Richard Moore, who has died suddenly aged 48, was an international bike racer and writer who enhanced the sports media landscape with the foundation of the Cycling Podcast, created with his fellow journalists Daniel Friebe and Lionel Birnie in 2013.
The Cycling Podcast was born when Moore and Birnie were looking for work at the 2013 Tour de France, having lost a magazine writing gig shortly before it started. Offering a daily bulletin from the race, their deep knowledge, passion for the sport and contrasting presenting styles – the erudite Birnie, Friebe more intense, Moore the laid-back anchorman – made the podcast an instant hit with cycling fans.
The trio had struck at the perfect moment: those were halcyon days for the sport in the UK after the magic season of 2012 when London had hosted the Olympic Games and Sir Bradley Wiggins had won the Tour de France, Chris Froome was set fair for four Tour wins in five years, and Yorkshire was about to host one of the most dramatic and popular Grands Départs the Tour de France has ever seen.
By 2015, listener numbers had reached 30,000 and in 2018 the podcast received a bronze medal in the sport category of the British Podcast Awards. Birnie, Friebe and Moore turned it into a cottage industry in its own right, producing offshoots on women’s racing – the Cycling Podcast Féminin, which also won a bronze at the British Podcast Awards – gravel racing, bike tech and on the stories behind and around the Tour de France.
They also branched out to cover the Giro d’Italia and the Vuelta a España, and there were popular stage shows as the three went on tour around the UK and Ireland; in addition there were books, mugs and tea towels. The show has had 48.4 million listens since its inception.
Moore was born in Edinburgh, the son of Brian Moore, a management consultant, and Katherine (nee Hunter), a teacher. After studying at Stewart’s Melville college in Edinburgh, he went on to the University of Aberdeen, where he graduated in English literature and was vice-president of the wine society, or so he liked to tell those who traveled with him at the Tour de France .
He caught the cycle racing bug from his father, and was Scottish junior road race champion in 1991. His career as a racing cyclist took him to international honors for Scotland at the Commonwealth Games in Kuala Lumpur in 1998, while he also rode major races such as the PruTour that year, where the team wore striking kit picked out in tartan and were managed by Philippa York, then known as the cyclist Robert Millar.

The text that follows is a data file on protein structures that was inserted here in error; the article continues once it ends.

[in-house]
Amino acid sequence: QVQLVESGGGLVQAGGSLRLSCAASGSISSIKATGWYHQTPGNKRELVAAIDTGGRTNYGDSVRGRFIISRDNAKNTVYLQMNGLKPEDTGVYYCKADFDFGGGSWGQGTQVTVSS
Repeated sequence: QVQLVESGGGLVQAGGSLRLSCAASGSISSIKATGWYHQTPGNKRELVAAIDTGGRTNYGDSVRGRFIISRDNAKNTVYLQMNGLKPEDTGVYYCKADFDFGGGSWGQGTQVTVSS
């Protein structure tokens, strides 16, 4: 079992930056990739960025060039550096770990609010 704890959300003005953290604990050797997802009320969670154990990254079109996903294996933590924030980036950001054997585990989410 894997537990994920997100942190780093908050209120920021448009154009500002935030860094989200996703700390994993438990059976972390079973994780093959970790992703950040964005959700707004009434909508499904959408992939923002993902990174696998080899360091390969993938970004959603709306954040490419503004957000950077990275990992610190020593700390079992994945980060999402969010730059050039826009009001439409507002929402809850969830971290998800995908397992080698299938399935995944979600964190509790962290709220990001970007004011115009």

After giving up racing in 1999, Moore turned to journalism, writing initially as a freelance for the magazine Cycling Weekly, and then the Scotsman, for which he covered the Tour de France for the first time in 2005. In contrast to recent successes of British cyclists in the race, in that year’s Tour there was not a single Briton on the start list. The UK’s best racer, the Scot David Millar, was serving a drug ban, so Moore was reduced to playing up the Scottish connections of the English-born Italian racer Dario Cioni to get space in the paper.
His first book, In Search of Robert Millar, a biography of his erstwhile team manager, was published in 2007 and was longlisted for the 2008 William Hill sports book of the year. That was followed by Heroes, Villains and Velodromes (2008), the definitive account of how British track cycling dominated the 2008 Beijing Games, and Sky’s the Limit (2011), which detailed the formation of the British squad Team Sky in 2010.
He co-wrote Sir Chris Hoy’s autobiography – the pair had been Scotland teammates in Kuala Lumpur and remained close – while his other cycling books, Slaying the Badger (2011) and Etape (2014), dealt with the Tour de France, the former being turned into a successful film. He earned praise for his other, non-cycling, books, The Dirtiest Race in History: Ben Johnson, Carl Lewis and the 1988 Olympic 100m Final (2012), and a biography of Usain Bolt, The Bolt Supremacy (2015).
Moore had first appeared on a podcast with Friebe and Birnie to promote The Cycling Anthology, an annual book published by Birnie – they recorded in a London pub and were barely audible about the noise of their fellow drinkers. Having then opted to produce the daily Cycling Podcast from the Tour de France, they were well aware that with the other pressures of writing up each stage they would need some incentive to ensure they stuck to it; it was Moore who made contact with the electronics company Sharp – at that time co-sponsor to the Garmin squad – and drummed up a small amount of cash, “enough to make the commitment worthwhile”, as he put it.
After an earlier marriage which ended in divorce, in 2012 Moore married Virginie Pierret, with whom he had a son, Maxime; in 2020 the family moved to northern France, where Moore died the night after reporting on the Gent-Wevelgem one-day classic. In addition to his wife and son, he is survived by his father.